Ten Reasons We're Wrong About the World -
- and Why Things Are Better Than You Think
by Anna Rosling Rönnlund, Hans Rosling, and Ola Rosling
The world is actually in a better state than we tend to think -
- we need to focus on unbiased, updated and correct information.
Questions & Facts
(just to make it a real test, the answers are below)
In all low-income countries across the world today,
how many girls finish primary school?
Where does the majority of the world population live?
A. low-income countries
B. middle-income countries
C. high-income countries
In the last 20 years the proportion
of the world population living in extreme poverty has?
A. almost doubled
B. remained more or less the same
C. almost halved
What is the life expectancy of the world today?
A. 50 years
B. 60 years
C. 70 years
There are 2 billion children in the world today aged 0-15 years old,
how many children will there be in the year 2100 according to the United Nations?
A. 4 billion
B. 3 billion
C. 2 billion
The UN predicts that by 2100 the world population
will have increased by another 4 billion people, what is the main reason?
A. there will be more children aged below 15
B. there will be more adults aged 15-74
C. there will be more very old people aged 75 and older
How did the number of deaths per year
from natural disasters change over the last 100 years?
A. more than doubled
B. remained about the same
C. decreased to less than half
There are roughly 7 billion people in the world today,
which options more accurately represent where they live?
A. 1 billion in Europe, 4 billion in Asia, 1 billion in Africa and 1 billion in America
B. 1 billion in Europe, 3 billion in Asia, 2 billion in Africa and 1 billion in America
C. 1 billion in Europe, 3 billion in Asia, 1 billion in Africa and 2 billion in America
How many of the world's 1-year-old children today
have been vaccinated against some diseases?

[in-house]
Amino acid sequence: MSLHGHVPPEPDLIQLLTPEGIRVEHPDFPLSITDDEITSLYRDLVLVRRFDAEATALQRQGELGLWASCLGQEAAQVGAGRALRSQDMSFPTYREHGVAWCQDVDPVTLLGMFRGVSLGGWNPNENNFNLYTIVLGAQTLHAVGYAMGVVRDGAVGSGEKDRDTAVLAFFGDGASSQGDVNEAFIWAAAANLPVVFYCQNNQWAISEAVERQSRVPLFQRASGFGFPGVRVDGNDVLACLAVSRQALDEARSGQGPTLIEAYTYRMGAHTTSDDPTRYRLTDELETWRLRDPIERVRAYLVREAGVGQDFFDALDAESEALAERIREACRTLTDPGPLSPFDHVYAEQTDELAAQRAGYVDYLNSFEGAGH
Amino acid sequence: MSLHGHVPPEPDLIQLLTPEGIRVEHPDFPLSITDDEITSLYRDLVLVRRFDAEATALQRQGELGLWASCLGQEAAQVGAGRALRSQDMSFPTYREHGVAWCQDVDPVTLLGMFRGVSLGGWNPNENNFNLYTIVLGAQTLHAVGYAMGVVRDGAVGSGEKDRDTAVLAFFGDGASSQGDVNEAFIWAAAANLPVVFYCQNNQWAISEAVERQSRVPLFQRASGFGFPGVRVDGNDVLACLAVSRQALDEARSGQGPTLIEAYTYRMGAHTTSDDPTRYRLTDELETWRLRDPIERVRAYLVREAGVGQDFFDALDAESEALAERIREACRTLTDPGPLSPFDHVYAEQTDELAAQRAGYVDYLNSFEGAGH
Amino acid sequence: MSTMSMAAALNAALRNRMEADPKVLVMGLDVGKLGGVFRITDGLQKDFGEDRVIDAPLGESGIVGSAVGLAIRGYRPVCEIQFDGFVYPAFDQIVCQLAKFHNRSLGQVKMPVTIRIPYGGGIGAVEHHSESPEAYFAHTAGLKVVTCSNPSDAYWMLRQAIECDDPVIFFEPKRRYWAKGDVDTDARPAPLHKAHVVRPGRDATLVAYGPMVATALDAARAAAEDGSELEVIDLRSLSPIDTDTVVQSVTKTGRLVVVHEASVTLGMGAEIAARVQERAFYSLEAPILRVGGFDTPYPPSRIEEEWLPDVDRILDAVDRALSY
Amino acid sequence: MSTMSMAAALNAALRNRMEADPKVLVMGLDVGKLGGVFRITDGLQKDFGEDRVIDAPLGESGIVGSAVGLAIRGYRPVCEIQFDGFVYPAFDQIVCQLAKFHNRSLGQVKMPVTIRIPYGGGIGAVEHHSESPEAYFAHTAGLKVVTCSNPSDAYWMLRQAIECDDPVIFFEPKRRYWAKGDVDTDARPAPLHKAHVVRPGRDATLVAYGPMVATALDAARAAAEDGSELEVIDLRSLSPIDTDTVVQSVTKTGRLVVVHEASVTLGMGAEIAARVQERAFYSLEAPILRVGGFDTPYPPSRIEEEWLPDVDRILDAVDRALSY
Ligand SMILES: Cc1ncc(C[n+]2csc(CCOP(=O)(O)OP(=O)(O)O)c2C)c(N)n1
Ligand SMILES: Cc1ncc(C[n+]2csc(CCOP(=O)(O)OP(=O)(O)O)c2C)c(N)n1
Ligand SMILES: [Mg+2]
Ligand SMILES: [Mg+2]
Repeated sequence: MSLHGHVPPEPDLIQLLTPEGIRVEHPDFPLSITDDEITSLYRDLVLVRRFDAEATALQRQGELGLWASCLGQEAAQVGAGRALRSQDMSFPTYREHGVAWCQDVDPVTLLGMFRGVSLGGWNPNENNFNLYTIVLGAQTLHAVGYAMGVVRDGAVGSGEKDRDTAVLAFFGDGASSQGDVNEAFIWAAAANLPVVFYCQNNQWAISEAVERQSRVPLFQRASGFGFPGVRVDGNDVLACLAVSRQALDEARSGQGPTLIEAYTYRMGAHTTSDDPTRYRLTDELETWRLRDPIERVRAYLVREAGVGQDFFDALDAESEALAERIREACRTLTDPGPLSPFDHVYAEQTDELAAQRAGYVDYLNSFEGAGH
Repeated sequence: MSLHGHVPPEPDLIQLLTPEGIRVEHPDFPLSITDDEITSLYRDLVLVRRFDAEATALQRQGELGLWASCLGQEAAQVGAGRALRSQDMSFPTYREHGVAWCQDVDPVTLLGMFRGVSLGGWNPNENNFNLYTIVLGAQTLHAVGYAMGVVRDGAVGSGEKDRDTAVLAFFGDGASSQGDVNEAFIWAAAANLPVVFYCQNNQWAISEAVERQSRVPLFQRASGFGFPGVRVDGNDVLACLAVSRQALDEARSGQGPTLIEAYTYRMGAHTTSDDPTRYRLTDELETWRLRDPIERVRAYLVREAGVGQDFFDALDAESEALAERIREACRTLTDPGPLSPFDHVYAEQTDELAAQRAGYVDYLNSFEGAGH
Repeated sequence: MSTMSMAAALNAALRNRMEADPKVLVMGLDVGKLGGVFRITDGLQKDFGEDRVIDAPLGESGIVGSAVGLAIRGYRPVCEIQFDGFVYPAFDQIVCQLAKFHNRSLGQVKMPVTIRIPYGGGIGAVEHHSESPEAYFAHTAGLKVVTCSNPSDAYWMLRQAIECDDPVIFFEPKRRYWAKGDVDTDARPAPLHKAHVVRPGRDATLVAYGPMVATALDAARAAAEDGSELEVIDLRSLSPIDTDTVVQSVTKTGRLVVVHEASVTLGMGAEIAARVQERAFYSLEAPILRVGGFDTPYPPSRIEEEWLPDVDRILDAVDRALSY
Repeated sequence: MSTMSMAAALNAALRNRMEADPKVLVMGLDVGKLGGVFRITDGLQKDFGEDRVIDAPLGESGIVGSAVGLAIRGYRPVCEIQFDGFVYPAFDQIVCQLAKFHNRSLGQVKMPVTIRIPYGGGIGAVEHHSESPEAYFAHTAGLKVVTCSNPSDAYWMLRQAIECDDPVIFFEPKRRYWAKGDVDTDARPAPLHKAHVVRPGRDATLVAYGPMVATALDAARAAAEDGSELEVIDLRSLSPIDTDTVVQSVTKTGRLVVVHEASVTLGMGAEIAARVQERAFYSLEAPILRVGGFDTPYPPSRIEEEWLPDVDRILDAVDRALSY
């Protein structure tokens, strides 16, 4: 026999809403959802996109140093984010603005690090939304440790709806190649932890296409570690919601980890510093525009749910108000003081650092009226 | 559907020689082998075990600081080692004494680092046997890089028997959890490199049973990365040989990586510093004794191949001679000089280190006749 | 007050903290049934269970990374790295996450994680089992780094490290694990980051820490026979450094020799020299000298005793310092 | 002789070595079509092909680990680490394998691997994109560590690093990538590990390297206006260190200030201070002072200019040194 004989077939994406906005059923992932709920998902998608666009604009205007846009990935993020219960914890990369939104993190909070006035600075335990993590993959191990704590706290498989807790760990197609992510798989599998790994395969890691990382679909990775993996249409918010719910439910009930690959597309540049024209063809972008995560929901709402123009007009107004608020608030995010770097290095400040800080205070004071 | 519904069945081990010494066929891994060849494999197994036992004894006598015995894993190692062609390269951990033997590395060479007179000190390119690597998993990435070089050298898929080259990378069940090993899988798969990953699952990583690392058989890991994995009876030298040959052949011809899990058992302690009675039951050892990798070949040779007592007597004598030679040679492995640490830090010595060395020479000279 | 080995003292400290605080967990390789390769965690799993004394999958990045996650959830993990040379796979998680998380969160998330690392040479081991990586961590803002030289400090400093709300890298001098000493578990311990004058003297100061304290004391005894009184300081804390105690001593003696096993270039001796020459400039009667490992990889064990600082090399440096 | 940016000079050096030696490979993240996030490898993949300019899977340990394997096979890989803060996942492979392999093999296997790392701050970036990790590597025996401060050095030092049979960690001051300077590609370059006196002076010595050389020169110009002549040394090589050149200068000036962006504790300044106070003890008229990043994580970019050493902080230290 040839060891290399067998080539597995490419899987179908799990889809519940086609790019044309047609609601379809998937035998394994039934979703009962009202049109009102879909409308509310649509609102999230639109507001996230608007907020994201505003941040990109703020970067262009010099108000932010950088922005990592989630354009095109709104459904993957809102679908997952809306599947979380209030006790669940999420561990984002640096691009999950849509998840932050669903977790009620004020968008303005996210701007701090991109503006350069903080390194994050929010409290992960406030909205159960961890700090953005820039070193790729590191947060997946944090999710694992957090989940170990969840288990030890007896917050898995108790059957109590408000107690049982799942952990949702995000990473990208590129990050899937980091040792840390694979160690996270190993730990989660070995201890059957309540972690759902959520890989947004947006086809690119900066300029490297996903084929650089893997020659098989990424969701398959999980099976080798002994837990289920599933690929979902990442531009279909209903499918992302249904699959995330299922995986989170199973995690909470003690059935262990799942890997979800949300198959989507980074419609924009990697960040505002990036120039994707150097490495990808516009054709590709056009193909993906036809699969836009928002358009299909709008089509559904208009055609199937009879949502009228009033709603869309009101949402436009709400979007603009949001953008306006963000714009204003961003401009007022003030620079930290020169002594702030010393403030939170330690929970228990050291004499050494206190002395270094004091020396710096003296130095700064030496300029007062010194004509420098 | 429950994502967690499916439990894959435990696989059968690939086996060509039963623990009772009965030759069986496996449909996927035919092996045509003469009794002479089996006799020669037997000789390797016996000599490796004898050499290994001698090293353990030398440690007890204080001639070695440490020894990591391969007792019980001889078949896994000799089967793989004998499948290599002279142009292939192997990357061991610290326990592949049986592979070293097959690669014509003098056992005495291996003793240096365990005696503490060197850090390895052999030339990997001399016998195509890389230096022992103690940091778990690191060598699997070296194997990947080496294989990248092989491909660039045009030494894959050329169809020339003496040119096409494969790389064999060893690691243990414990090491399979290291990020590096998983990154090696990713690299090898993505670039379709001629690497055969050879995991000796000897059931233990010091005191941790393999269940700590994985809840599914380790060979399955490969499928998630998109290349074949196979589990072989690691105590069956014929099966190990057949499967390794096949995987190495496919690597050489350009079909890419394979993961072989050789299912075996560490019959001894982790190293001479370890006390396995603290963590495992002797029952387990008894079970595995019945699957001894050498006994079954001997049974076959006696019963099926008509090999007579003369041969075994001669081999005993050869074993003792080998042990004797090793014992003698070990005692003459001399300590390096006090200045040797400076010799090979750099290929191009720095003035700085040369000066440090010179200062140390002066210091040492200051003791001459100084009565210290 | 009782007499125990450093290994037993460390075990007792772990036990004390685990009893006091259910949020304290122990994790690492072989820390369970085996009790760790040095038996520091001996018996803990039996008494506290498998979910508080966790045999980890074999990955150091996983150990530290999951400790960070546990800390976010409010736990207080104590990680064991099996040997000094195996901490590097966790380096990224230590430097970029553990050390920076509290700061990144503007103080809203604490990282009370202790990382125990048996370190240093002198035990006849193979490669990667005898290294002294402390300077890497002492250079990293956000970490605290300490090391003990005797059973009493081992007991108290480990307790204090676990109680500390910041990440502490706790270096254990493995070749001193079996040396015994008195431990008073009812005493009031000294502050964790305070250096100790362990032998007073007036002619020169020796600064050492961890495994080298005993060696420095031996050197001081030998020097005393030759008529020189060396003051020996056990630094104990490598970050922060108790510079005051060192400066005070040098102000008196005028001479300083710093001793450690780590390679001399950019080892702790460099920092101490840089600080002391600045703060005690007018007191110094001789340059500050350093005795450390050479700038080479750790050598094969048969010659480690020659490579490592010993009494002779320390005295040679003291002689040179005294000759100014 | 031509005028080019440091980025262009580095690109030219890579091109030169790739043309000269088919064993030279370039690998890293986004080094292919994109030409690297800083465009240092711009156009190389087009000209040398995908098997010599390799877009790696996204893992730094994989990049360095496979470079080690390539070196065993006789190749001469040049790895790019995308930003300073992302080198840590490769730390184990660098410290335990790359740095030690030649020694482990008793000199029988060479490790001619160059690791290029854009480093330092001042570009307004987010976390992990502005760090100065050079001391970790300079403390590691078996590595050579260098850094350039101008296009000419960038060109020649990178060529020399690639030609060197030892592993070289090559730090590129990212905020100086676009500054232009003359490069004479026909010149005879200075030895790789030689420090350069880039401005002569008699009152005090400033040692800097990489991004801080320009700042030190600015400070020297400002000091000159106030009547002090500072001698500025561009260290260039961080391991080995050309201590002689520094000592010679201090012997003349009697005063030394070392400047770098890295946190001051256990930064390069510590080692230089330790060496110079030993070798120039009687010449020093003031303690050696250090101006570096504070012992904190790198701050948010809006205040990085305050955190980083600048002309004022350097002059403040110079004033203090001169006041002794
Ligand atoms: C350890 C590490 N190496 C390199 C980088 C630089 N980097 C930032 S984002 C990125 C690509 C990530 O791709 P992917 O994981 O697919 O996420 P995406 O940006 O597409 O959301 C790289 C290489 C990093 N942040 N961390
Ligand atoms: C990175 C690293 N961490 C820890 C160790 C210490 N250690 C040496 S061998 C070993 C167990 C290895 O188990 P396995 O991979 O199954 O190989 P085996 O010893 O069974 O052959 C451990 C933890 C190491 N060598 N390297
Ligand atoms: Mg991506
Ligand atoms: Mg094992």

Worldwide, 30-year-old men have spent 10 years in school on average,
how many years have women of the same age spent in school?
A. 9 years
B. 6 years
C. 3 years
In 1996 tigers, giant pandas and Black Rhinos were all listed as endangered,
how many of these three species are critically endangered today?
A. 2 of them
B. 1 of them
C. none of them
How many people in the world have some access to electricity?
Global climate experts believe that over the next 100 years
the average temperature will on average?
A. get warmer
B. remain the same
C. get colder
Correct answers: 1C, 2B, 3C, 4C, 5C, 6B, 7C, 8A, 9C, 10A, 11C, 12C, 13A
Surprised? The world is better than you have thought, right?
No need for explanation - just from the book:
“Think about the world.
War, violence, natural disasters, man-made disasters, corruption.
Things are bad, and it feels like they are getting worse, right?
The rich are getting richer and the poor are getting poorer;
and the number of poor just keeps increasing;
and we will soon run out of resources unless we do something drastic.
At least that’s the picture that most Westerners see in the media
and carry around in their heads.
I call it the overdramatic worldview.
It’s stressful and misleading.
In fact, the vast majority of the world’s population
lives somewhere in the middle of the income scale.
Perhaps they are not what we think of as middle class,
but they are not living in extreme poverty.
Their girls go to school, their children get vaccinated,
they live in two-child families,
and they want to go abroad on holiday, not as refugees.